Throughout TNR’s history, this publication’s animating ideal has been a belief in the value of high-minded magazine journalism: analysis, storytelling, criticism, and crusading that is witty, intelligent, moving, serious, and, perhaps above all, immensely fun to read. It’s the reason that generations of readers have fallen in love with the magazine, and the reason that the people who work here are so passionate about what we do. When I became the editor of TNR in late 2010, I said that I wanted to double-down on this ideal of beautifully crafted journalism. At a time when everyone else was writing quicker and shorter, or emphasizing aggregation, I wanted us to be the publication that, more than any other, fought for an idealistic vision of what magazine journalism can and should be. And, with every print issue that my amazing colleagues and I work on, with every edition of our daily web magazine that we put out, this is what we have been trying to do.
When I first met Chris in November of last year, I was immediately struck by how much he believed in this kind of journalism. About halfway through our lunch, it was clear to me that this was someone who should be involved with TNR. We continued to talk, and a few weeks later, I introduced him to Larry Grafstein, the chairman of our ownership group, who felt the same way. The end result is the announcement you are reading now.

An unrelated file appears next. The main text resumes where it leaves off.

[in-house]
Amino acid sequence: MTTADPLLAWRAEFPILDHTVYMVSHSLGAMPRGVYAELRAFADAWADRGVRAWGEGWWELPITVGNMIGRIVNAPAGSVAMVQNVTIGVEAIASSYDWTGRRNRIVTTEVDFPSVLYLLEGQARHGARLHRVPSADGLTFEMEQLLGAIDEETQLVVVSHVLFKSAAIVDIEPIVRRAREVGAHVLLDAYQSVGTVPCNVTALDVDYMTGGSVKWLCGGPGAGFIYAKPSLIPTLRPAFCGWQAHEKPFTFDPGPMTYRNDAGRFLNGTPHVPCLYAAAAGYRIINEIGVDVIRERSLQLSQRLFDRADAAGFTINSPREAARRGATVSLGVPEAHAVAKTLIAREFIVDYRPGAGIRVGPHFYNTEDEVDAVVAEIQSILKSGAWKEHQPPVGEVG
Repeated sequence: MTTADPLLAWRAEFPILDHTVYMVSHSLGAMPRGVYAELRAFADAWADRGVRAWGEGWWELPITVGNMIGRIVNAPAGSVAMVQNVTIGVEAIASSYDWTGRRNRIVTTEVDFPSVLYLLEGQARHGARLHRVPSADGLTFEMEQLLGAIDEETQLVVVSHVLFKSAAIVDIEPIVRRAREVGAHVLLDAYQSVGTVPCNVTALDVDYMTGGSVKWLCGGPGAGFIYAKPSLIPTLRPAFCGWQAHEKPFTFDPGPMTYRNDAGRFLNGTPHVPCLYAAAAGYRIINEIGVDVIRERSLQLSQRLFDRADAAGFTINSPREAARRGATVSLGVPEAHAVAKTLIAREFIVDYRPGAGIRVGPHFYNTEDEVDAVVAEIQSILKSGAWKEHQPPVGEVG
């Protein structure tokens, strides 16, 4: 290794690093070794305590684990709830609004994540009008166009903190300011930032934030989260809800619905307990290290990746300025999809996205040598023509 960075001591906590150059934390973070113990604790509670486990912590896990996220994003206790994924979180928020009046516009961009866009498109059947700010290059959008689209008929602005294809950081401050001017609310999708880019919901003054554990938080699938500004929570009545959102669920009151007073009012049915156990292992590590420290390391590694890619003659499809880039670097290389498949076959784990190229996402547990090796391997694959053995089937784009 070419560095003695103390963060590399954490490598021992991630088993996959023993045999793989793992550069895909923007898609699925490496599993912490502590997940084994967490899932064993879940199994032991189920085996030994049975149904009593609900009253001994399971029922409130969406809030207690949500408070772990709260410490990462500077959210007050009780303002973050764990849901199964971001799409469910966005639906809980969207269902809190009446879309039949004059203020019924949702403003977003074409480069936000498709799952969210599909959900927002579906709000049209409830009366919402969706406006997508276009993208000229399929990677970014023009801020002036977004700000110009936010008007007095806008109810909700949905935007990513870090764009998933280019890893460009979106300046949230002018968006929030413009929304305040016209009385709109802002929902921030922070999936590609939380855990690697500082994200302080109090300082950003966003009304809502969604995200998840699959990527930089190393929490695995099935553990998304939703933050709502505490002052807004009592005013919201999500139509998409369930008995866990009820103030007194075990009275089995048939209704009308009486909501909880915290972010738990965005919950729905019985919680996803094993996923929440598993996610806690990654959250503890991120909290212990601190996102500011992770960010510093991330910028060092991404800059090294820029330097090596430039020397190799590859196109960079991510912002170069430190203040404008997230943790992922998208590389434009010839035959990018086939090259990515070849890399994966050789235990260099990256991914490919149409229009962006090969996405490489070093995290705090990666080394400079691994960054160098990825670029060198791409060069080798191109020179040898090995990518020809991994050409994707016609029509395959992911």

For all of us at TNR—and, really, for anyone who believes in the enduring value of intellectual magazine journalism—this is a wonderful day. My colleagues and I can’t wait to work with Chris to bring the vision of magazine journalism we all share to more and more readers, and to continue the process of figuring out how this kind of journalism can thrive in the age of the Internet and the iPad. It’s a big challenge, but it’s the mission we’ve set for ourselves. And we couldn’t be more excited to pursue that mission with Chris.
Editor, The New Republic
We are delighted to welcome Chris Hughes to the top of The New Republic masthead. As we approach the centennial year of this remarkable institution, we believe that he will bring extraordinary talent and commitment to the ideas and causes we value. He not only has a track record of success but also possesses a keen appreciation of our calling. With Chris’s leadership TNR will pursue its longstanding, ongoing mission of helping to define liberalism while contributing to the American project. You will all enjoy getting to know him and you will learn, as we have, that he is a special individual.
TNR has been fortunate over the decades to have enjoyed superb stewardship. I would personally like to thank Bill Ackman, Michael Alter, Gerry Cardinale, Allen Chin, John Driscoll, Gary Mueller, Mike Rancilio, Eric Schwartz, and Charles Stevenson for their counsel and support these last few years. While the outstanding work you see comes from the splendid editorial staff led by Richard Just and Leon Wieseltier, these Advisory Board members have shepherded TNR through the toughest media environment in memory and enabled it to emerge stronger than ever.
Of course, as we usher in an exciting new era we take a moment to express our collective gratitude to Martin Peretz, who has been and will continue to be a legendary force in American letters and, more than that, a wonderful friend. Under his guidance TNR has been left more often than right and right more often than wrong. Marty has also been a selfless mentor to generations of leading writers and editors. Si monumentum requiris, circumspice.
Chairman, TNR Advisory Board